Interview: Ryan Coogler of Fruitvale Station
At 22 years old, Oscar Grant was shot and killed at the Fruitvale BART Station by an Oakland police officer on New Year’s Day 2009. The incident was captured on video and the unsettling footage subsequently went viral, making it a national news story. Despite the tragic, upsetting, and confounding nature of the shooting, Oscar’s story failed to make the social impact that it should have. First time director Ryan Coogler’s recreation of Oscar’s last day on earth, Fruitvale Station, aims to spark the discussions about justice, loss, family, and empathy that the original headlines weren’t able to by reminding us that Oscar Grant isn’t merely a symbol—he was a human being, a father, a son, a lover, and a friend to many.
We spoke to Ryan in a tiny roundtable interview the day after the film premiered in Oakland. He talked to us about his initial reaction to the incident, being from the Bay Area, the support the film received from Forrest Whitaker, the amazing reaction the film’s been getting from audiences, and more. Check out the edited transcript below.
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At what point did you realize you wanted to make this movie?
Almost immediately following the incident. I don’t think that’s a rare thing. Artists, we tend to be inspired by things that strike a deep emotion in us. If a photographer sees something that moves him or her, they’ll take a photo. If somebody goes through an intense experience and they happen to be a musician, they’ll write a song about that. My outlet, my art is being a filmmaker. I often see things that move me in different ways and I wonder what it would be like in terms of cinematic structure. I saw what happened immediately after Oscar being killed, and it made me realize that a film could possibly offer insight into why these types of things are tragic, and maybe that insight could trigger a discussion that could help to make these type of things happen less frequently.
This film presents a story that the news can’t. Talk a bit about your decision to follow Oscar on his last day.
It’s not a new idea. It’s a type of cinematic structure that has existed for a long time and one that I found effective, especially in independent films. I can read off a list of films that do that. In American cinema, there’s Do the Right Thing, United 93 by Paul Greengrass. You can look at 4 Months, 3 Weeks & 2 Days, which is a Romanian film. You can look at Elephant by Gus Van Sant, a deconstruction of a school massacre. Something that these films have in common is that even though the time is compressed, you feel like you’re hanging out with the characters and you get to know them in the intimate moments and the meaningless moments. You go on a journey in that day, and days in themselves have a scripted feel to them. There’s a beginning, a middle, and an end. A person wakes up, goes to bed, and wakes up, hopefully. That structure isn’t a rare thing. I had that idea in mind for the film.
There were so many inherent ironies in [the incident that I found] when I was researching—the fact that it was New Year’s Eve, the most optimistic holiday on the planet. People are so forward-looking. Everybody’s being introspective around that time on how they can make their lives better or how they can make a resolution that’s going to fix things for this new clean slate. I found out that it was his mom’s birthday, which is crazily ironic. His mom was born on New Year’s Eve and his whole day was pretty much spent preparing for one of the most important women in his life. I found out that he had recently been released from prison, so that was added emphasis to the time and the New Year. I found out he spent most of his day with his girl and his daughter. Tracking those movements, it made perfect sense to tell the story in terms of that.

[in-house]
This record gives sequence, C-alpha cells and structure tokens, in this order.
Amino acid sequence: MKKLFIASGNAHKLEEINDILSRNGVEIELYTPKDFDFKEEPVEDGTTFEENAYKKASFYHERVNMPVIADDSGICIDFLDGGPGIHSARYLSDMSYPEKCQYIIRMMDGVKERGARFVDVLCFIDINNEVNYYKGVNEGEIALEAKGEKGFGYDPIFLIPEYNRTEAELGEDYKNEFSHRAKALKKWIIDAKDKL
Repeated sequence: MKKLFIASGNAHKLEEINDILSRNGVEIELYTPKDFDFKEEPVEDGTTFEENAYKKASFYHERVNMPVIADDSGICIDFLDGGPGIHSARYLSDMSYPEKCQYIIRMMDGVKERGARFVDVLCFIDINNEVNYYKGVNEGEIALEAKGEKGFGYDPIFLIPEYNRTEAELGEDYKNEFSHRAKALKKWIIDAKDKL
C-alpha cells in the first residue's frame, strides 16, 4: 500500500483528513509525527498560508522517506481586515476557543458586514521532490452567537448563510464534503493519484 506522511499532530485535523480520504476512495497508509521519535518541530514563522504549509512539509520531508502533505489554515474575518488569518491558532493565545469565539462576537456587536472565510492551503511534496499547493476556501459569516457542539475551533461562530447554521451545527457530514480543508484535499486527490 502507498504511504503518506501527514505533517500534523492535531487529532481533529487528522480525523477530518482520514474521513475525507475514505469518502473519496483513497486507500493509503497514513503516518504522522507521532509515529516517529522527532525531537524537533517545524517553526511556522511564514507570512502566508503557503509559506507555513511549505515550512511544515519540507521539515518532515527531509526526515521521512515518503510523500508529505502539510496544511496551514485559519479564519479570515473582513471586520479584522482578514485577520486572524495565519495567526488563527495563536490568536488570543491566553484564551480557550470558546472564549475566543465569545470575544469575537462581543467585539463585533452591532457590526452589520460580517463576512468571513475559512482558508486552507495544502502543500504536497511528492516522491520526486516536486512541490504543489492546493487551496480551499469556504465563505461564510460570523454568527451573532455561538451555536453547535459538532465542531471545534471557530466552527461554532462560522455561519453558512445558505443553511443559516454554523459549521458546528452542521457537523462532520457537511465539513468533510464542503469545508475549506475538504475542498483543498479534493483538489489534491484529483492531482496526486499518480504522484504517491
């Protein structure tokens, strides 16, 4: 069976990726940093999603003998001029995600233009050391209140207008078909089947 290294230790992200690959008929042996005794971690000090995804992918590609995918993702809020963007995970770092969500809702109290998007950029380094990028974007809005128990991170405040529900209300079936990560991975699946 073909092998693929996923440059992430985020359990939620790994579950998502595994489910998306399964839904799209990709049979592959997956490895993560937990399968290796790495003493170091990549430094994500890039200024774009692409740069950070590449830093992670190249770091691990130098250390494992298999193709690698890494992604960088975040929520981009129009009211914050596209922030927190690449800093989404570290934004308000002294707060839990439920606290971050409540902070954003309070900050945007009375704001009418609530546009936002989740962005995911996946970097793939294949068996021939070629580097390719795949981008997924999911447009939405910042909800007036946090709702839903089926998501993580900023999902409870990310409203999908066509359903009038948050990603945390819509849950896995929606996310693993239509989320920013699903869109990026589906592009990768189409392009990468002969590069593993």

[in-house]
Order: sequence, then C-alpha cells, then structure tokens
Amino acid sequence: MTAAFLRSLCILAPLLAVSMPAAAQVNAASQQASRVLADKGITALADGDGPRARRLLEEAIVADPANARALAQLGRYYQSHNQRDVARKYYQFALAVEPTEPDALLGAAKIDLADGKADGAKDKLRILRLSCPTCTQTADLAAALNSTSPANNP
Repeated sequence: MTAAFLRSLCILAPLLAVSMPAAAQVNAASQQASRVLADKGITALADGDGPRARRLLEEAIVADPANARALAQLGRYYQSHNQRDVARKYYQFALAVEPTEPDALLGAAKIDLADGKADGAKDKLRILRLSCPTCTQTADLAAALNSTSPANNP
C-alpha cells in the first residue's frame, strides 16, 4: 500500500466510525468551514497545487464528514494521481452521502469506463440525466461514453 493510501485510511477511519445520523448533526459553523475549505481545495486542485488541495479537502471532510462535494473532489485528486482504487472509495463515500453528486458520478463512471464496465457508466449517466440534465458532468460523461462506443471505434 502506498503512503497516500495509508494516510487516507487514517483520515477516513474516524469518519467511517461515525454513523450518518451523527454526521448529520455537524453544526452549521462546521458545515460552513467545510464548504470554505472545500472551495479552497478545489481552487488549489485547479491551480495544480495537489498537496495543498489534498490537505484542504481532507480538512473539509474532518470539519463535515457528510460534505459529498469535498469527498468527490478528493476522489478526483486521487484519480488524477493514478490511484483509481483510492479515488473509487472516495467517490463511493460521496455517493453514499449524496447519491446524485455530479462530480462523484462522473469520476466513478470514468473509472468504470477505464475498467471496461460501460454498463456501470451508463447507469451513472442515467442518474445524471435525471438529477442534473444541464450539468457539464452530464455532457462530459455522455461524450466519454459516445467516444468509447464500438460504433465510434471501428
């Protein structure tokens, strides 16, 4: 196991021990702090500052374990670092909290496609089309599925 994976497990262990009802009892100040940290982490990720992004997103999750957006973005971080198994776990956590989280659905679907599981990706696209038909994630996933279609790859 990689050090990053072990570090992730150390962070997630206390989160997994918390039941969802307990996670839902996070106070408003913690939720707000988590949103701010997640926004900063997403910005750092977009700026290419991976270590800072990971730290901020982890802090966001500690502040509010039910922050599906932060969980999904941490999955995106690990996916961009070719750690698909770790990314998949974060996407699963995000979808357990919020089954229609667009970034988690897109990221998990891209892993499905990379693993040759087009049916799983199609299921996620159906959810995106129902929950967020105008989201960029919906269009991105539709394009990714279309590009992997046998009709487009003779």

We seldom see any films about the East Bay. Do you plan on exploring more stories based here?
Absolutely. I live in Richmond and I don’t plan to move. I feel extremely inspired by home. I love home. There’s a history of talented filmmakers coming from this place and a history of amazing stories [coming] out of this place. You think about where the Bay Area sits in terms of its contributions to every landscape, be it the political landscape, the technological landscape, music, athletics. It’s a high representation in terms of contribution. In the filmmaking landscape, it’s not as high as other metropolitan communities like New York or Los Angeles. I would love more than anything to continue to tell Bay Area stories.
I think it’s a unique place with a lot of stories. I think it’s the best place in the world. I’m partial to it, but…It’s such a mash-up of cultures meeting here, right on the Pacific Ocean. I didn’t realize how good I had it in the Bay Area until I moved. I know the difference between somebody who’s Cambodian, Vietnamese, Filipino, Chinese. I knew these things before I was in Kindergarten. I knew that every Hispanic person isn’t Mexican. Racial tensions exist here just like anywhere else, but it is different. I came up with white friends and Hispanic friends, all in the same neighborhood. You see multi-ethnic relationships like Oscar and Sophina’s. It’s not a weird thing here. It’s who we are. There’s acceptance of people with different sexual orientations or political views. It’s an interesting culture that deserves documentation, deserves stories to be told about it.
Can you describe the research process? How long did it take, and was it difficult?